- Created on Thursday, 19 May 2011 15:55
- Written by Jared Levy, Editor, Smart Investing Daily
- Hits: 2913
Many investors look to "gurus" like Warren Buffett for advice and try to mimic their style of investing. I do believe that Buffett offers some excellent core methods, but there are many reasons why "the Buffett Way" may not work for most of us.
In my book Your Options Handbook, I detail several styles and methods of investing. I take you through several scenarios and help you find the most appropriate methods to fit your personality and ability to manage risk.
In today's complex marketplace, certain methods, like Buffett's, may look simple, but prove hard and maybe even downright frustrating for the average investor to follow. Here is an excerpt from Chapter 4 in my book:
The Oracle of Omaha Did It, Why Can't I?
Historically, a large group of stocks (in major companies) have been shown to appreciate over time. Investors like Warren Buffett buy quality companies when they feel they are valuable and hold them indefinitely.
Even though some of the holdings may never appreciate in value in a big way, on average, major market indices have shown positive returns if held for at least 10 years. (Of course, there are many exceptions.)
Mr. Buffett also invests in companies in ways that most of us cannot. A perfect example was his monetary injection into Goldman Sachs in late 2008 where he got $5 billion in senior preferred stock paying 10% (Warren also forced Goldman Sachs to make the preferred shares callable at a 10% premium, where most preferred shares are callable at par). In addition to that, Buffett got $5 billion worth of stock (warrants) at $115 per share for a "sweetener." Think of getting 435,000 Goldman Sachs $115 call options for free, just for buying a stock.
There are several flaws in this investment technique. The first is time, which many of us do not have the patience for or the luxury of "waiting it out." Some investors just throw in the towel before their stocks finally return to profitability and obviously there are some stocks that never do. The other issue is stop losses, which might boot you out of a trade early and end your long holding game. Then if you hold on and forgo the stop loss, dealing with potentially losing more than 40% of your account value can have effects not only you wallet, but also on your mental well-being.
It's all about your timing and tolerance. Take a look at Figure 4.1.
Figure 4.1 is a quarterly chart of the Dow Jones from 1978 to mid-2010; each line represents a year. There are periods of extreme growth (mid-1990s until 2000) and again from 2003 until 2007. But what if you bought in 2003 and waited until 2009?
Looking at the chart in Figure 4.1, it's fairly safe to say that if you bought the Dow Jones index and held it for 10 years, you would have some sort of profit in your account. The question is not only how much, but also the amount of anxiety you may have had to endure to get to the end of that 10 years.
Again, this is why trading stocks can be difficult and frustrating for many of us. At what point do you "cut the cord" on an investment you are in? How long is too long to stay in an investment? Long spans of time tend to be hard for the average mind to comprehend.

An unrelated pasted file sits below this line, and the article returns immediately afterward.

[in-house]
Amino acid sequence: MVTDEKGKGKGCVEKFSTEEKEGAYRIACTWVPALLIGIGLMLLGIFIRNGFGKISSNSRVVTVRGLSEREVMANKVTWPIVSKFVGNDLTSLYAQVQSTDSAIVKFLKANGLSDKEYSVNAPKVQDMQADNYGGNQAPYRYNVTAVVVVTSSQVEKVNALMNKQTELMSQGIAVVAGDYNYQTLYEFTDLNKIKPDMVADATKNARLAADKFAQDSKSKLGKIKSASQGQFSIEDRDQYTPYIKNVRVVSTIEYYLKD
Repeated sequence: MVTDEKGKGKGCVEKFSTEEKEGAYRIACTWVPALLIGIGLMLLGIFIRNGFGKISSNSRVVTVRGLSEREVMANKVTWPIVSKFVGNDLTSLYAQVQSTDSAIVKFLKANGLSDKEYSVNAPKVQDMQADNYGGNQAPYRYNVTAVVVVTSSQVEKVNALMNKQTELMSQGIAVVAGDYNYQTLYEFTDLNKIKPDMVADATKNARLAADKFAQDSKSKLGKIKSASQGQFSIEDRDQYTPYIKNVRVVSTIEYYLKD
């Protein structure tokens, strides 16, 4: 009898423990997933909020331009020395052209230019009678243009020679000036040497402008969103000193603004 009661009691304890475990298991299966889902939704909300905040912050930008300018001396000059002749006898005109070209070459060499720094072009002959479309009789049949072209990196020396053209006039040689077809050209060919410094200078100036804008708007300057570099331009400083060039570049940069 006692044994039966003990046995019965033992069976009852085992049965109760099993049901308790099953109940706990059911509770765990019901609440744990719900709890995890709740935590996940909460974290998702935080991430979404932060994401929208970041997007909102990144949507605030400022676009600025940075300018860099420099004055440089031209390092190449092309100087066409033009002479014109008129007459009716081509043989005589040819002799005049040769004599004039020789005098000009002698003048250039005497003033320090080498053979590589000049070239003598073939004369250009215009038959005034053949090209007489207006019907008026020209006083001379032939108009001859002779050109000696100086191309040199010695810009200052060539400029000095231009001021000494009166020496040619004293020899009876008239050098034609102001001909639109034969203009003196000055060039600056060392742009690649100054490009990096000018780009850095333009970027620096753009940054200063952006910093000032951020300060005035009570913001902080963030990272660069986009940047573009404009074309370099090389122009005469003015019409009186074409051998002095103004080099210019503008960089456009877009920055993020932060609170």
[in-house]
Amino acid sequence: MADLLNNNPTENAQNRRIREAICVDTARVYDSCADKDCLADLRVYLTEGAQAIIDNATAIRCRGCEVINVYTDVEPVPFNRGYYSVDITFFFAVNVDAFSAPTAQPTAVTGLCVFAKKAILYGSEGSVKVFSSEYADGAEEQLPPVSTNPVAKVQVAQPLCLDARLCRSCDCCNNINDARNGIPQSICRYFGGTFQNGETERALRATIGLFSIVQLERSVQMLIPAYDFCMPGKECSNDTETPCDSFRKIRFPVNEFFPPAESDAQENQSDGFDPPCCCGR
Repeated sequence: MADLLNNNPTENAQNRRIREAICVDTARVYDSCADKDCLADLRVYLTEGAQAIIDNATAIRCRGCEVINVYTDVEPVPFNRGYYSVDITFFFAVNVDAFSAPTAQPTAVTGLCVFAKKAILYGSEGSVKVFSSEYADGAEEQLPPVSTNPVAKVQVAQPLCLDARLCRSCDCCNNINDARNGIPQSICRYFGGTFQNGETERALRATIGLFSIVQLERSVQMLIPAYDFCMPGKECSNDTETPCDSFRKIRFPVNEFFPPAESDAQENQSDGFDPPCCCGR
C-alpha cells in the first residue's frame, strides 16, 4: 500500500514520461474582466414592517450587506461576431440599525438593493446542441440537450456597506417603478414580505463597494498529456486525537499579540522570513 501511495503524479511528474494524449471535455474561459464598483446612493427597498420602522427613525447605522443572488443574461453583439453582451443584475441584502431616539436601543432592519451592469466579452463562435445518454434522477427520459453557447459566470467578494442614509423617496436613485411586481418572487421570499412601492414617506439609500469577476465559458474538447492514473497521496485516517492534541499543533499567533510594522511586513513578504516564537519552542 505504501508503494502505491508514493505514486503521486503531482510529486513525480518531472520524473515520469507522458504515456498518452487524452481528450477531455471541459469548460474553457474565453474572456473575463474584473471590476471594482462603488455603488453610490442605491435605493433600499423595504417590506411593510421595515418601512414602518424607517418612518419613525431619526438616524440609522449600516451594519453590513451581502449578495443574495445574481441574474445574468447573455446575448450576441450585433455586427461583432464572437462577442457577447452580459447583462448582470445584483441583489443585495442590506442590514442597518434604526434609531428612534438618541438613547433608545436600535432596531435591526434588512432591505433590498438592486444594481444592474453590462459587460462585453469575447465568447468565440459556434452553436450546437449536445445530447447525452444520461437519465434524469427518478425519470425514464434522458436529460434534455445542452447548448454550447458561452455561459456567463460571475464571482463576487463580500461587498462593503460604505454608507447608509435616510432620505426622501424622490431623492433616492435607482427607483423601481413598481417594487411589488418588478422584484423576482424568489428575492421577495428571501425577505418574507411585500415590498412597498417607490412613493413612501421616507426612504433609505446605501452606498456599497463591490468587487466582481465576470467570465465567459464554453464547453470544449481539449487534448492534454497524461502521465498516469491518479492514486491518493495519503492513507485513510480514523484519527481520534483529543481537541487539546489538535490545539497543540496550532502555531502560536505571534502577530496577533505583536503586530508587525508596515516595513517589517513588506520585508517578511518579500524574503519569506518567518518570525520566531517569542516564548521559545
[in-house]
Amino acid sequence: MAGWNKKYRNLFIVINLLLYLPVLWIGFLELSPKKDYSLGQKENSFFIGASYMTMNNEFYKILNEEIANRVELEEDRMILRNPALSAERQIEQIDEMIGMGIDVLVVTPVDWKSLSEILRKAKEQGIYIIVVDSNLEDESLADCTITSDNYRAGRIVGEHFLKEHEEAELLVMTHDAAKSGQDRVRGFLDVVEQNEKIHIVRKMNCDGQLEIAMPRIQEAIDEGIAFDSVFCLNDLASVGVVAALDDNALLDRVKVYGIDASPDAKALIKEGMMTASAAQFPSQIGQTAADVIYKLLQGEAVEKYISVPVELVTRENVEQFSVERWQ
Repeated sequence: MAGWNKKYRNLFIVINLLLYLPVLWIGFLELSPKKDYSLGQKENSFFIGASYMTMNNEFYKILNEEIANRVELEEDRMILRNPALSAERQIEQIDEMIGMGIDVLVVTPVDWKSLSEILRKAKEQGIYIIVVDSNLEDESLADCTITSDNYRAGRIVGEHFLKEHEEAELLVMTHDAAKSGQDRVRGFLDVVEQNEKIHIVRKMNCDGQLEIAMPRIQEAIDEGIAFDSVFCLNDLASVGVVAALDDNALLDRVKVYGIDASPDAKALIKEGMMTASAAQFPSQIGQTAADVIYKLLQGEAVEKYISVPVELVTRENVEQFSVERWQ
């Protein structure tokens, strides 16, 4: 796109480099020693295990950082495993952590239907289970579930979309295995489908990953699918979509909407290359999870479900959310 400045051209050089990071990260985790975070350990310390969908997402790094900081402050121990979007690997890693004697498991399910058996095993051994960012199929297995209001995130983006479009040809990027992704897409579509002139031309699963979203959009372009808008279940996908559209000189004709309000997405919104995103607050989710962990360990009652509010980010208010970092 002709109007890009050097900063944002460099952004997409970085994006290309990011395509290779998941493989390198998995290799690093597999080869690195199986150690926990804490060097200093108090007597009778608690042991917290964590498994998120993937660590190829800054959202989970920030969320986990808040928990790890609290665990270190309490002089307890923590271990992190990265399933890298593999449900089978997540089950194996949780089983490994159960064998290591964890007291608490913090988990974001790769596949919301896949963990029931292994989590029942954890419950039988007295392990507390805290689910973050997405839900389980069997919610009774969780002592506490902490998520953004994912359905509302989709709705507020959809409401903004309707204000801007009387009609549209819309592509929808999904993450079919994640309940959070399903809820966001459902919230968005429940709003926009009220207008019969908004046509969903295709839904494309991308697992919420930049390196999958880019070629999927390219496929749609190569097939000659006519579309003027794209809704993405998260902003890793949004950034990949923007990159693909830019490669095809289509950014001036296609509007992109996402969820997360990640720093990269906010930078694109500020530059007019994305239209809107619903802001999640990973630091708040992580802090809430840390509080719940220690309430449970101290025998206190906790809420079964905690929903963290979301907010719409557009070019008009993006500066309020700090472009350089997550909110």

Think about how many things in your life will change in 10 years -- your career, your likes and dislikes, music, possessions, weather, location . . . and more. The average person stays in a home for seven years, but you should be expected to hold the same stock investment for longer? Holding a stock long term is not always a bad thing, especially when things are going well, but what happens when they are not? Can you afford to hold on?
And besides, if it's that easy, then why isn't everyone rich beyond their wildest dreams from investing?
Why don't all long term buy and hold investors succeed?
One reason may be that stocks really have an unlimited horizon and most traders fail to place time horizons on their investments, along with profit goals and stop-losses. I feel personally that this ability to "hold forever" is a detriment, not a benefit, to most investors.
(Investing doesn't have to be complicated. Sign up for Smart Investing Daily and let me and my fellow editor Sara Nunnally simplify the stock market for you with our easy-to-understand investment articles.)
Change the Way You Invest!
The last paragraph is the key here. Instead of just buying a stock that you think will go up and simply holding it, try forming a complete strategy with a beginning, a middle and an end. Make sure that your strategy has a time horizon. In other words, set checkpoints and an ultimate goal for the stock to reach by a chosen week or month.
Learn the option markets!
Options, unlike stocks, can allow you to really set up their time horizons, reduce risk, and make investments with odds better than stocks and your chance at gains better than 50/50.
What if I told you that certain option strategies have an 80%+ statistical probability of winning and those same strategies can reduce your risk to 10% of what you could lose if you invested just in the stock? Would you be interested? I think so!
The reality is that there is a learning curve and of course there is still risk, though I can show you how those risks can be much lower than stock investing. Trading options offers a world of possibility and in the right hands, with some practice, options can give the investor returns that even Mr. Buffett would envy!
Editor's Note: If you're interested, you should check out my trading research service WaveStrength Options Weekly. I offer my readers straightforward, low-risk opportunities with options. You can learn more about WaveStrength Options Weekly here.
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